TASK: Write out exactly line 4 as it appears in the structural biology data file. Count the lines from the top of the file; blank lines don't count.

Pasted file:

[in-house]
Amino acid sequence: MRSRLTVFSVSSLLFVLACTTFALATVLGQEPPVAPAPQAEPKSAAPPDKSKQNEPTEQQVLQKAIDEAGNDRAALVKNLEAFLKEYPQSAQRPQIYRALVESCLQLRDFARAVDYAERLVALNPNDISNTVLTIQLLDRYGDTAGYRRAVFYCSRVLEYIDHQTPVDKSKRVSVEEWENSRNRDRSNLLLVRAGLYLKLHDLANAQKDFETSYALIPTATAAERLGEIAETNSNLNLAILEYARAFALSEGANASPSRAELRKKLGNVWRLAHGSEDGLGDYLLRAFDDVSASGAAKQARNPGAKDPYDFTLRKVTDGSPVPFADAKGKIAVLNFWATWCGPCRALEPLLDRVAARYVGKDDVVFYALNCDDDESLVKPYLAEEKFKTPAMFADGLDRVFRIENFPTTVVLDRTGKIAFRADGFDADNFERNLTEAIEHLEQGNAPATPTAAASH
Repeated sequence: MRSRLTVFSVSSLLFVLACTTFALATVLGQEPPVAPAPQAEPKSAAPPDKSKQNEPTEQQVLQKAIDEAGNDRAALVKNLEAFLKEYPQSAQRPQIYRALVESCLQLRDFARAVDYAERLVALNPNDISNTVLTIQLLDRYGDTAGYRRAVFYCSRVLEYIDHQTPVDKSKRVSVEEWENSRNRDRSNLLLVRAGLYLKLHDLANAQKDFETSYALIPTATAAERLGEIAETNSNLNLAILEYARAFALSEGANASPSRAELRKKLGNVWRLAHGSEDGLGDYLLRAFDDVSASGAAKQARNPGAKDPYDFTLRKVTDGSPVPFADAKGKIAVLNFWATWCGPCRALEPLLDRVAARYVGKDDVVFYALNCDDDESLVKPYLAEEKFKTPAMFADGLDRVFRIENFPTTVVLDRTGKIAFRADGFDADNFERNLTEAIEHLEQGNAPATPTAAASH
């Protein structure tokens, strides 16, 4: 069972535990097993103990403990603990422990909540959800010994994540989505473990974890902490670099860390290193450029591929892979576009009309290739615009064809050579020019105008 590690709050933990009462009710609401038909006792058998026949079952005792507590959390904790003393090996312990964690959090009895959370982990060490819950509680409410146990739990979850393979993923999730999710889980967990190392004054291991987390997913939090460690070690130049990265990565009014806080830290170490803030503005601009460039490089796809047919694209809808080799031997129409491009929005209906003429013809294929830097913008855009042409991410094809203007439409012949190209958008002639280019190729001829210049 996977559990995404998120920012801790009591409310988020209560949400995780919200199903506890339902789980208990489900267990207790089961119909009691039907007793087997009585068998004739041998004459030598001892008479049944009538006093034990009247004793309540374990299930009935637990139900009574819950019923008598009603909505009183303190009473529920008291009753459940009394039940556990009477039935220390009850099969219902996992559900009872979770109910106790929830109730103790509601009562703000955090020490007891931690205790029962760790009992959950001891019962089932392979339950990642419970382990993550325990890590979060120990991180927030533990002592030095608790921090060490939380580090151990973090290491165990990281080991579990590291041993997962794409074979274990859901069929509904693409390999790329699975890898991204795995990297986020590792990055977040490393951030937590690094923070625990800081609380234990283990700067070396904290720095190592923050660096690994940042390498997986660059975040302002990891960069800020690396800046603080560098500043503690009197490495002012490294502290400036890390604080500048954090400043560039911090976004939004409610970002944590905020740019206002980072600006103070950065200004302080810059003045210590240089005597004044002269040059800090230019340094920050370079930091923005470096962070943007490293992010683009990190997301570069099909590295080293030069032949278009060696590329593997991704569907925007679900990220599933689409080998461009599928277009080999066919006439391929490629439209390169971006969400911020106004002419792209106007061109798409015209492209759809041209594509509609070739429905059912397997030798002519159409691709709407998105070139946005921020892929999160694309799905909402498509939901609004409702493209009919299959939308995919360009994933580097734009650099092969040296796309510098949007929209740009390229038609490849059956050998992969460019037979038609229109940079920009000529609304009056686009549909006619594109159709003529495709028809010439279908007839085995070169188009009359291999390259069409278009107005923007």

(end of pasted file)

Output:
């Protein structure tokens, strides 16, 4: 069972535990097993103990403990603990422990909540959800010994994540989505473990974890902490670099860390290193450029591929892979576009009309290739615009064809050579020019105008 590690709050933990009462009710609401038909006792058998026949079952005792507590959390904790003393090996312990964690959090009895959370982990060490819950509680409410146990739990979850393979993923999730999710889980967990190392004054291991987390997913939090460690070690130049990265990565009014806080830290170490803030503005601009460039490089796809047919694209809808080799031997129409491009929005209906003429013809294929830097913008855009042409991410094809203007439409012949190209958008002639280019190729001829210049 996977559990995404998120920012801790009591409310988020209560949400995780919200199903506890339902789980208990489900267990207790089961119909009691039907007793087997009585068998004739041998004459030598001892008479049944009538006093034990009247004793309540374990299930009935637990139900009574819950019923008598009603909505009183303190009473529920008291009753459940009394039940556990009477039935220390009850099969219902996992559900009872979770109910106790929830109730103790509601009562703000955090020490007891931690205790029962760790009992959950001891019962089932392979339950990642419970382990993550325990890590979060120990991180927030533990002592030095608790921090060490939380580090151990973090290491165990990281080991579990590291041993997962794409074979274990859901069929509904693409390999790329699975890898991204795995990297986020590792990055977040490393951030937590690094923070625990800081609380234990283990700067070396904290720095190592923050660096690994940042390498997986660059975040302002990891960069800020690396800046603080560098500043503690009197490495002012490294502290400036890390604080500048954090400043560039911090976004939004409610970002944590905020740019206002980072600006103070950065200004302080810059003045210590240089005597004044002269040059800090230019340094920050370079930091923005470096962070943007490293992010683009990190997301570069099909590295080293030069032949278009060696590329593997991704569907925007679900990220599933689409080998461009599928277009080999066919006439391929490629439209390169971006969400911020106004002419792209106007061109798409015209492209759809041209594509509609070739429905059912397997030798002519159409691709709407998105070139946005921020892929999160694309799905909402498509939901609004409702493209009919299959939308995919360009994933580097734009650099092969040296796309510098949007929209740009390229038609490849059956050998992969460019037979038609229109940079920009000529609304009056686009549909006619594109159709003529495709028809010439279908007839085995070169188009009359291999390259069409278009107005923007």